Grave of Russian princess who lived on Hayling Island gets a royal restoration

The restored headstone of Princess Catherine Yourievsky at St Peter's in Northney
The restored headstone of Princess Catherine Yourievsky at St Peter's in Northney
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  • Princess Catherine Yourievsky died in a care home on island in 1959
  • Russian orthodox parish led cleanup of headstone
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THE grave of a Russian princess left barely recognisable has been restored to look as good as new.

Princess Catherine Yourievsky, who was the daughter of Tsar Alexander II, died on Hayling Island in 1959. She was buried in the churchyard of St Peter’s at Northney.

Princess Catherine Yourievsky

Princess Catherine Yourievsky

Portsmouth’s Russian orthodox parish – which is part of the Diocese of Sourozh – took on the restoration as part of a campaign to keep the memory of distinguished Russians in the UK alive.

John Newbery, a member of the parish of St Peter and St Paul, led the operation to clean and straighten the headstone, which had sunk into the ground at St Peter’s.

He said: ‘It had got very grubby, and it even posed a health and safety risk of falling down. Now it stands out.’

Born in St Petersburg in 1878, Her Serene Highness Princess Catherine fled Russia in the wake of the communist revolution with her second husband, Prince Serge Obolensky.

The headstone of Princess Catherine Yourievsky at St Peter's in Northney before it was restored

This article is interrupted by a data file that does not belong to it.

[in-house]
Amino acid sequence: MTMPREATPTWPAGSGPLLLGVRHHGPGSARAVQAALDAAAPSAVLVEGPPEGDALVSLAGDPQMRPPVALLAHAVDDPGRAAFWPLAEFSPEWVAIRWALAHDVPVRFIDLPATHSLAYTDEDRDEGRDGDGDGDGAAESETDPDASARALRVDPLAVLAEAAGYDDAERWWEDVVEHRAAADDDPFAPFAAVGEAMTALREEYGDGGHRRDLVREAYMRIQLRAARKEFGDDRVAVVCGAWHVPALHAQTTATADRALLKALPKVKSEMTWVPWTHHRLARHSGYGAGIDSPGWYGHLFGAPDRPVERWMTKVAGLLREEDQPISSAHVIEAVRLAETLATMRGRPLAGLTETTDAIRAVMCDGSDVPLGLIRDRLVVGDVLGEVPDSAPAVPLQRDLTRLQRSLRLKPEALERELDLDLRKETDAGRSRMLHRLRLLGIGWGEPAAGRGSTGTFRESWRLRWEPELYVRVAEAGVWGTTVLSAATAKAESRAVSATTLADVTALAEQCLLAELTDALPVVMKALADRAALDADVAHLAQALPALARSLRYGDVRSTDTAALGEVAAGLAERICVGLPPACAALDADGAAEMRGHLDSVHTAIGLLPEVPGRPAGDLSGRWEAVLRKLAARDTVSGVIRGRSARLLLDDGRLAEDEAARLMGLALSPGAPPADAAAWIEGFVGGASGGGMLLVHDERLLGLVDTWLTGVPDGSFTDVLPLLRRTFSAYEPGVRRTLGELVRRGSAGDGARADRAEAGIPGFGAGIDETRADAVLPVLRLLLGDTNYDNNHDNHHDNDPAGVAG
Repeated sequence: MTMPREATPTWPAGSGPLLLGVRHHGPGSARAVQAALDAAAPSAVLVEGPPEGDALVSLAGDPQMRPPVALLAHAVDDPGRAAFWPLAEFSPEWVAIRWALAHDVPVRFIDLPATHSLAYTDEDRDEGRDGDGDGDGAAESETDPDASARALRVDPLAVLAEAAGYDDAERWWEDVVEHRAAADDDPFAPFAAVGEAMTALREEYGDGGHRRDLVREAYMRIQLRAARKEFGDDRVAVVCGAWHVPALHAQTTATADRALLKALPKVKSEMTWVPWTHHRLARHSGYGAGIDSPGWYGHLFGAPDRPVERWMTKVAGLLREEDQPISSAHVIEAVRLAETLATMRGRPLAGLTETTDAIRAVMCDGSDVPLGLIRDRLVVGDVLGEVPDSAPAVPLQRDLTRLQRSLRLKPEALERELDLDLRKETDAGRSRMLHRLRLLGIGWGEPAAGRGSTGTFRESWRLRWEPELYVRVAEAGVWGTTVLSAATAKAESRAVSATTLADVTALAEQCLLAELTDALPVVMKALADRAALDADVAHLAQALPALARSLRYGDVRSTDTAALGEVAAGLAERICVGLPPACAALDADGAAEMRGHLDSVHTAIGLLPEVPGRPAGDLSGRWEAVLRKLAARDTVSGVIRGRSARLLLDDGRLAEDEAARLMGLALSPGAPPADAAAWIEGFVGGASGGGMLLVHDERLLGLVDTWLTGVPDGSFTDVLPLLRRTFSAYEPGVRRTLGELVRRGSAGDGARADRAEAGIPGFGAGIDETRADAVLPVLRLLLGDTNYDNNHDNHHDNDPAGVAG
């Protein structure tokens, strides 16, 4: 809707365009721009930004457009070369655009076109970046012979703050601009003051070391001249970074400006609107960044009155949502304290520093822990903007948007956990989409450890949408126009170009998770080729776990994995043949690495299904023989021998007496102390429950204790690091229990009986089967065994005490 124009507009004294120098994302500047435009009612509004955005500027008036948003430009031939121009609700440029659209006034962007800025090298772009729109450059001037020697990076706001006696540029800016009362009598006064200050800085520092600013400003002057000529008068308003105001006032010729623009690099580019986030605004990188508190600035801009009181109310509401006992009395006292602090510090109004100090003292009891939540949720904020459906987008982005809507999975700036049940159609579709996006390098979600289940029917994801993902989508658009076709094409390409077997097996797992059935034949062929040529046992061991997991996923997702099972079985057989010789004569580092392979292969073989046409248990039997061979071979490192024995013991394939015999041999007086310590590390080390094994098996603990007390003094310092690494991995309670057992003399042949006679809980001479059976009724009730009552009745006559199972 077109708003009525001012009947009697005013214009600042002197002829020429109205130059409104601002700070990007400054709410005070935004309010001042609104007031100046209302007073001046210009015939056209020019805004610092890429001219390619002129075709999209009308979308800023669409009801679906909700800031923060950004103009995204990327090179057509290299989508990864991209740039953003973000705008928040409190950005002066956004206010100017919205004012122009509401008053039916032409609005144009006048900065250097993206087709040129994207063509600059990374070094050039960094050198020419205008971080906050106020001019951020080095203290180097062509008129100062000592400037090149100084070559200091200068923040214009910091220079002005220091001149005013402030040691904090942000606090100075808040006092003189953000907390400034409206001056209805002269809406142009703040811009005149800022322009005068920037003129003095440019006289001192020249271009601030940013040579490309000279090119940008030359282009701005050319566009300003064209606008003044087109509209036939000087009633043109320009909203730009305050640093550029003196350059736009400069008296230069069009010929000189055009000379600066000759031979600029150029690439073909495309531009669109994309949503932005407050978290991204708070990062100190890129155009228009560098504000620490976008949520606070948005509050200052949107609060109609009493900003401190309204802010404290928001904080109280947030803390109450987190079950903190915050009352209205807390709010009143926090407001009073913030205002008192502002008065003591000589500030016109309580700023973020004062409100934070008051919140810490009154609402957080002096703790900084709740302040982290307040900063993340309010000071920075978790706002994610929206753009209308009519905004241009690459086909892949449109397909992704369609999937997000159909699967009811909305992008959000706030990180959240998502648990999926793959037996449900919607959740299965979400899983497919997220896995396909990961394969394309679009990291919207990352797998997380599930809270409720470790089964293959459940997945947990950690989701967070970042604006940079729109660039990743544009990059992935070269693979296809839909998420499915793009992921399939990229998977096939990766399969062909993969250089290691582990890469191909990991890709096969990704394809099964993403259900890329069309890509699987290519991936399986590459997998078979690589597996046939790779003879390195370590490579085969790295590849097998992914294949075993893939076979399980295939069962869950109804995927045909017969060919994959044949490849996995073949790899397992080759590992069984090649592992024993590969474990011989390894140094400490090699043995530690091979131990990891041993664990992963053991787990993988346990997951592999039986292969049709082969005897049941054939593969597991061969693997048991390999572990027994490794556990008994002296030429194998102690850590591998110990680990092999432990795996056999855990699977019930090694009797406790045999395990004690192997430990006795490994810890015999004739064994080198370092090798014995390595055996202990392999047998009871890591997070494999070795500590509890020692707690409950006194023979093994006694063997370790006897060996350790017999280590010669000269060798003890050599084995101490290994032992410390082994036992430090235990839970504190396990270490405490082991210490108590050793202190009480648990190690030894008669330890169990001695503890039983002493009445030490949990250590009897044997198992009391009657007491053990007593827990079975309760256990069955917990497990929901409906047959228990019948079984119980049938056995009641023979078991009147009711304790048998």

The headstone of Princess Catherine Yourievsky at St Peter's in Northney before it was restored

Ending up in London, Princess Catherine was an understudy of opera star Dame Nellie Melba, and had a successful singing career.

John added: ‘She was getting money as a singer, but when that source of income dried up, she ended up with not very much.’

Catherine received an allowance from Queen Mary of Teck, the wife of King George V, but that source of money ceased when Mary died in 1953.

Destitute, jobless and alone, Catherine moved to Hayling Island in 1932.

John said: ‘She did not have anywhere else to go. It was really cheap to live here.’

Catherine was a member of the WI and residents on Hayling Island treated her sympathetically.

She died in a care home in 1959, and her funeral at St Peter’s was attended by just eight people.

The Russian orthodox parish is planning a long-awaited panikhida for 
Catherine, which is the traditional Russian memorial service to commemorate a dead person.

John anticipates that the panikhida will take place at St Peter’s in the autumn, and that a member of the Russian Embassy will attend alongside members of the parish.